The fate of Maryland’s same-sex marriage legislation hung in the balance Thursday after the Democratic-led House of Delegates delayed consideration of the bill amid speculation that supporters remain short of the votes to pass it.

The House met only briefly Thursday night for a floor session in which delegates were scheduled to weigh several proposed amendments to the legislation to legalize gay nuptials. Consideration of the bill, sponsored by Gov. Martin O’Malley (D), had already been postponed once earlier in the day.

“They clearly do not have the votes,” House Minority Leader Anthony J. O’Donnell (R-Calvert) told reporters as the evening floor session broke up. “The want more time to twist arms.”

House leaders acknowledged that the vote count remains close and noted that one supporter, Del. Veronica L. Turner (D-Prince George’s), had been hospitalized and is scheduled to undergo a medical procedure Friday.

“She’s ill. She’s at the hospital, and, frankly, we’re very close, and we’d like to see her here,” said Del. Luke H. Clippinger (D-Baltimore), a gay lawmaker who has been heavily involved in vote counting. “We’d like to see her here under any circumstance.”

Aides to House Speaker Michael E. Busch (D-Anne Arundel) said they expect debate to resume Friday afternoon over proposed amendments to the bill. It was unclear whether a vote on passage would take place before next week.

Further complicating matters were plans of another Democratic supporter of the bill to attend an out-of-town conference Friday, lawmakers said.

It is the second year in a row the Maryland House has been consumed with drama over same-sex marriage legislation. Last session, a similar bill unexpectedly died on the House floor after several delegates who initially co-sponsored the bill withdrew their support.

On Thursday, supporters showed some signs of progress, including the announcement of support from a second Republican in the chamber.

In a statement, Del. A. Wade Kach (R-Baltimore County) attributed his decision in part to testimony at a hearing on the bill last week.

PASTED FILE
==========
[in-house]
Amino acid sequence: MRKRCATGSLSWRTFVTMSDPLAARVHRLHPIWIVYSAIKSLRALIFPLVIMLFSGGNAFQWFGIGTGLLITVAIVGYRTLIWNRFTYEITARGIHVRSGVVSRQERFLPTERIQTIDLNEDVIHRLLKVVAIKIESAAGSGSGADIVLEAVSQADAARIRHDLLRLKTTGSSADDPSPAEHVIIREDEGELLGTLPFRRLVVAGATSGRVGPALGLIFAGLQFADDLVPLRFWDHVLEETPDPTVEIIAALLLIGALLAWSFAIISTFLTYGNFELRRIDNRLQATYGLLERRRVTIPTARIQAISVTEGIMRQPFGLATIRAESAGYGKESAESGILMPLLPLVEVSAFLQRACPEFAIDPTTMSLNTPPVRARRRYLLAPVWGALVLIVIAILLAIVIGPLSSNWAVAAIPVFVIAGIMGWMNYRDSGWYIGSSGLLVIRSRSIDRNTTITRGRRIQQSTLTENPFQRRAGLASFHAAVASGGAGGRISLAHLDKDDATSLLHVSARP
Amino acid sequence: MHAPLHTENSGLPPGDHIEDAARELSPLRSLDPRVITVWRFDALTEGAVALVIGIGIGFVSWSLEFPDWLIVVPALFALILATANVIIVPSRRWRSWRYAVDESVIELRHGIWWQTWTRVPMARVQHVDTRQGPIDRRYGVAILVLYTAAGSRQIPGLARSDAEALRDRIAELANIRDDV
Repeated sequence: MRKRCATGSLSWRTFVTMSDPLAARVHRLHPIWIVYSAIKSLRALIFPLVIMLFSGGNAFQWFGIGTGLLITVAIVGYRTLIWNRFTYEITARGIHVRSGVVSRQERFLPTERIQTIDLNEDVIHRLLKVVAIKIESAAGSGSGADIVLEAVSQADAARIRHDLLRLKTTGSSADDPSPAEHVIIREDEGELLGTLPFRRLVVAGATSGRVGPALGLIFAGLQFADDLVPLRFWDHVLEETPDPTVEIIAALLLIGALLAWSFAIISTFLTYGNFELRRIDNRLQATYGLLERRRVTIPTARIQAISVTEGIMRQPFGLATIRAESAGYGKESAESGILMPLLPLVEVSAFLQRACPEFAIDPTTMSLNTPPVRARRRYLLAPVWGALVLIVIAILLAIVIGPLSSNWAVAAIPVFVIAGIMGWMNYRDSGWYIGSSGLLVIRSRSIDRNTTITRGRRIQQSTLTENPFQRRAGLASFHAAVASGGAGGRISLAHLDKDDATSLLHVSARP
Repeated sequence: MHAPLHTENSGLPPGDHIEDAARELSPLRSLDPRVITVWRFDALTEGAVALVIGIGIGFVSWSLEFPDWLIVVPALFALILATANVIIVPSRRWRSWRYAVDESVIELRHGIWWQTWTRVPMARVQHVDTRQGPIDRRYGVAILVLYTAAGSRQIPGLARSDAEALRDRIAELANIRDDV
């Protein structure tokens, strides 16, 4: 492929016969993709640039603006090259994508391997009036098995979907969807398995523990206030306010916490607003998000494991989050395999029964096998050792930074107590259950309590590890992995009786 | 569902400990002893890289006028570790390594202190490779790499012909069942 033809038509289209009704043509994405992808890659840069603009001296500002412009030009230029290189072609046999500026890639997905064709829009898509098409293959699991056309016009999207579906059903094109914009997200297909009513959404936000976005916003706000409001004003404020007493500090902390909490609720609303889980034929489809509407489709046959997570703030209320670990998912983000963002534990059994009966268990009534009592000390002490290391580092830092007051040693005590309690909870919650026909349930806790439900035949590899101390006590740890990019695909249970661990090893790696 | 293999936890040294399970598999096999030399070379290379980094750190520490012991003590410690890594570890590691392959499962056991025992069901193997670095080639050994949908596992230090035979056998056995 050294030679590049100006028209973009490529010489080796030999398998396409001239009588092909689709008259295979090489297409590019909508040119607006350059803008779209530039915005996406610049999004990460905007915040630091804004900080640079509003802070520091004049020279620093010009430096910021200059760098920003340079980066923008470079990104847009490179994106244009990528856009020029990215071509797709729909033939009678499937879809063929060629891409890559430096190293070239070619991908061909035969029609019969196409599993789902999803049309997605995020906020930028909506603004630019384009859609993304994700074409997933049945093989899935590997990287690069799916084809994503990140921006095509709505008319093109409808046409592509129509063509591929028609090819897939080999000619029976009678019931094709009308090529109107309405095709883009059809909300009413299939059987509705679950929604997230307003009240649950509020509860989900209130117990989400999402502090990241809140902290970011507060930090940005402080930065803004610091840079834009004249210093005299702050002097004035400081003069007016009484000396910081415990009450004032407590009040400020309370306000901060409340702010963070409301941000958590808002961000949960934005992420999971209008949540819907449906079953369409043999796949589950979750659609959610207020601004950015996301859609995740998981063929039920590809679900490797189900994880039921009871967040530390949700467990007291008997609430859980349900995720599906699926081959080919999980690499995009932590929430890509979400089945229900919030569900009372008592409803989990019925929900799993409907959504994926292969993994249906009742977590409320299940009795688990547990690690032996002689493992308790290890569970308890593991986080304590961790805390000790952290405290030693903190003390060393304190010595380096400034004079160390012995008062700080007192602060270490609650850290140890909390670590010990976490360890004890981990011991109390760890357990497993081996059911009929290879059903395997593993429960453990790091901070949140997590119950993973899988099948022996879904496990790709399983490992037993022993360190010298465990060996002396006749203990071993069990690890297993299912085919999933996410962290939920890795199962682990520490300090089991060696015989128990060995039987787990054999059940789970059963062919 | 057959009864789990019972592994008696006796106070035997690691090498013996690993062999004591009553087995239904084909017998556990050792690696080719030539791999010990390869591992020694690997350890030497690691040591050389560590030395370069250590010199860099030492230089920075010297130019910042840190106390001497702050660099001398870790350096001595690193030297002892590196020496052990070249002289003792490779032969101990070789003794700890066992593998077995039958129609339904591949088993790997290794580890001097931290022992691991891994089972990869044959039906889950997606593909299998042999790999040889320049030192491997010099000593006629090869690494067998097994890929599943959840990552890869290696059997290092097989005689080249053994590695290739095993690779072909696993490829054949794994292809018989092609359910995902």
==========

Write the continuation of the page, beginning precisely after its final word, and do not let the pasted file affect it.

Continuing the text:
“While no one event or conversation prompted me to come to this decision, I was significantly moved by the testimony of families who are raising children in a loving environment and deserve every right to enjoy the same protections and responsibilities that our laws provide for others,” Kach said.

Kach joined Del. Robert A. Costa (Anne Arundel) as the only announced GOP supporters of the bill in the House.

The only amendment considered Thursday was one offered by Kach. It would move the effective date of the bill back from Oct. 1 to Jan. 1. Kach said it was needed to allay fears about marriages taking place before the November election.

Both sides expect opponents to take advantage of a provision in the Maryland Constitution that allows just-passed laws to be petitioned to the ballot.

O’Donnell played down the Republican support for the bill. He noted that a sizable number of Democrats in the 141-member chamber are opposed and that his side is working to sway more of them.

“I think the true bipartisanship is in the opposition,” O’Donnell said.

The bill has proved a tough sell among African American lawmakers from Prince George’s County, with several citing opposition from churches and constituents. Several conservative Democrats from the Baltimore suburbs and Southern Maryland have also balked at overtures to support the bill.

As lobbying from both sides of the same-sex marriage debate took place Thursday afternoon, the Maryland Marriage Alliance sent an open letter to O’Malley taking issue with the legislative process.

The group, which is composed of religious leaders, questioned in particular this week’s joint vote by two committees that has allowed the bill to come to the floor of the House.

“We recommend that you take the high road of political integrity and ethics, and not allow the will of Maryland’s people to be thwarted by manipulating the legislative process,” the group wrote.

The letter was presented at a news conference attended by more than 40 ministers and other supporters of the alliance.